The game’s script, while concise and engaging, isn’t as exceptional as its balls-out presentation. The resigned atheism of the protagonist makes sense initially, as you gather that Beckett’s mother had faith and probably pressured her son to follow in her footsteps. You also learn that religion-inspired guilt plagues the investigator: “Beckett seeks forgiveness. From whom he doesn’t know.” The storytelling falls apart, though, when Beckett sees a crying baby in the alley and muses, “Leave it be.” Why would a guilt-stricken man, whose baby sister died, be this apathetic about a helpless child? Meek never provides an answer. It’s as if the player is supposed to assume the worst just because the game is within the noir genre.

The protagonist’s puzzling lack of compassion is perhaps explained by one interpretation of the story’s ending. There is reason to believe after the conclusion that Beckett is not a real person but rather a projection of an aspect of another character’s psychology. While this reading can leave room for weird inconsistencies, it doesn’t help the game step out of the large shadow of numerous crime and psychological thriller stories that use a similar type of plot twist.

One of the game’s most memorable final lines is “There is no meaning to this world beyond which we give it.” At best, the absurdist philosophy of this quote doesn’t ring true in the context of the story’s relentless negativity. At worst, the thought registers as an excuse for Meek’s game-ending obfuscation. Beckett is compelling for how it says what it says through provocative images and sounds, but its overall message is confined by the typical nihilism of a genre that, for years, has had nothing new to point out.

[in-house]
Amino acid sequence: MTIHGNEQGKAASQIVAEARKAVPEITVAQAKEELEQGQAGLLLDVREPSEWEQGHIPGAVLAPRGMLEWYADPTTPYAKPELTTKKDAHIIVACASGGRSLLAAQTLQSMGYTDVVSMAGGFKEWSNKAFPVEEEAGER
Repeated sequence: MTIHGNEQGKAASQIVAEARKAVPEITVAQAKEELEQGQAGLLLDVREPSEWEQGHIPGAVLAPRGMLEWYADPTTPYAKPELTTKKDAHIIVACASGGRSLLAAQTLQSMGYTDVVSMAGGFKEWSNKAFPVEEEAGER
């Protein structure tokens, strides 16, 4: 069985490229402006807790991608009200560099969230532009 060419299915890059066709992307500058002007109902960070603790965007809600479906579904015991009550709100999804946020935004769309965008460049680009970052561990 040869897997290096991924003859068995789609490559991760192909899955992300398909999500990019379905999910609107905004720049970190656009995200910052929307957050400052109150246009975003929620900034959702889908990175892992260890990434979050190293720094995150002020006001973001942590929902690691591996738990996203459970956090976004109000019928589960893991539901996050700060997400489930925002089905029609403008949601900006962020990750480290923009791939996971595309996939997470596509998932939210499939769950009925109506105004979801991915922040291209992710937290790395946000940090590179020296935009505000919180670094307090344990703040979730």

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Games That Provoke — Will You Ever Return: In da Hood

by Jed Pressgrove

Our responses to video game content seem to be predestined. We can reasonably predict how we will feel about a game’s violence, a game’s lack of diversity, a game’s language, a game’s sex, a game’s political meaning. The unexpected boldness of Will You Ever Return: In da Hood could temporarily halt this pattern — if only it could get more attention.

Some would find it very easy to dismiss Will You Ever Return: In da Hood immediately. The game opens with Satan proclaiming “I like to fuck bunnies” and shooting his spermatozoa. Unlike with a Grand Theft Auto or South Park entry, you really don’t know what you’re getting with Will You Ever Return: In da Hood, even if you’ve played the first two Will You Ever Return games from developer Jack King-Spooner.